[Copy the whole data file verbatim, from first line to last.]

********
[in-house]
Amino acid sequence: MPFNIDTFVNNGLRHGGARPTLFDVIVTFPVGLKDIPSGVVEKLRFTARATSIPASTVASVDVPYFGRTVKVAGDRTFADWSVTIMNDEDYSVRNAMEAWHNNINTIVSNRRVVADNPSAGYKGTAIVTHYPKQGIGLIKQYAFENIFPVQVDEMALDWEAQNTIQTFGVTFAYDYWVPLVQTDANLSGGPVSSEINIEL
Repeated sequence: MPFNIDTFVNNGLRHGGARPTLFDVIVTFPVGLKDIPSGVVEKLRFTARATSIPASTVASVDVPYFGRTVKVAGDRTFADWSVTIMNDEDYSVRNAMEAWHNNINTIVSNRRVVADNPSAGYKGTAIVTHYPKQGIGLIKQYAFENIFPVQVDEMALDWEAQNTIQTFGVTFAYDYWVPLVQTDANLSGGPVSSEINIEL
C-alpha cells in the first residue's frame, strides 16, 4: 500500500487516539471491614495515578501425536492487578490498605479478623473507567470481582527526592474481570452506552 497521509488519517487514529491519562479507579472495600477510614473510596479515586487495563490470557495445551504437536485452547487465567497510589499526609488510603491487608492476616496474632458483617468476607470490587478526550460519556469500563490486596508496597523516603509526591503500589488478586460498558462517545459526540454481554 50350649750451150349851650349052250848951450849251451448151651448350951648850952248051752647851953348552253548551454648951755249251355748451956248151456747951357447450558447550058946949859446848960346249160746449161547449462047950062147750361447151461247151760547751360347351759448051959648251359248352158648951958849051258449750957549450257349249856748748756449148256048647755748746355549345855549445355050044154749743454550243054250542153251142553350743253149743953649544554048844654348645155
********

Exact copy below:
[in-house]
Amino acid sequence: MPFNIDTFVNNGLRHGGARPTLFDVIVTFPVGLKDIPSGVVEKLRFTARATSIPASTVASVDVPYFGRTVKVAGDRTFADWSVTIMNDEDYSVRNAMEAWHNNINTIVSNRRVVADNPSAGYKGTAIVTHYPKQGIGLIKQYAFENIFPVQVDEMALDWEAQNTIQTFGVTFAYDYWVPLVQTDANLSGGPVSSEINIEL
Repeated sequence: MPFNIDTFVNNGLRHGGARPTLFDVIVTFPVGLKDIPSGVVEKLRFTARATSIPASTVASVDVPYFGRTVKVAGDRTFADWSVTIMNDEDYSVRNAMEAWHNNINTIVSNRRVVADNPSAGYKGTAIVTHYPKQGIGLIKQYAFENIFPVQVDEMALDWEAQNTIQTFGVTFAYDYWVPLVQTDANLSGGPVSSEINIEL
C-alpha cells in the first residue's frame, strides 16, 4: 500500500487516539471491614495515578501425536492487578490498605479478623473507567470481582527526592474481570452506552 497521509488519517487514529491519562479507579472495600477510614473510596479515586487495563490470557495445551504437536485452547487465567497510589499526609488510603491487608492476616496474632458483617468476607470490587478526550460519556469500563490486596508496597523516603509526591503500589488478586460498558462517545459526540454481554 50350649750451150349851650349052250848951450849251451448151651448350951648850952248051752647851953348552253548551454648951755249251355748451956248151456747951357447450558447550058946949859446848960346249160746449161547449462047950062147750361447151461247151760547751360347351759448051959648251359248352158648951958849051258449750957549450257349249856748748756449148256048647755748746355549345855549445355050044154749743454550243054250542153251142553350743253149743953649544554048844654348645155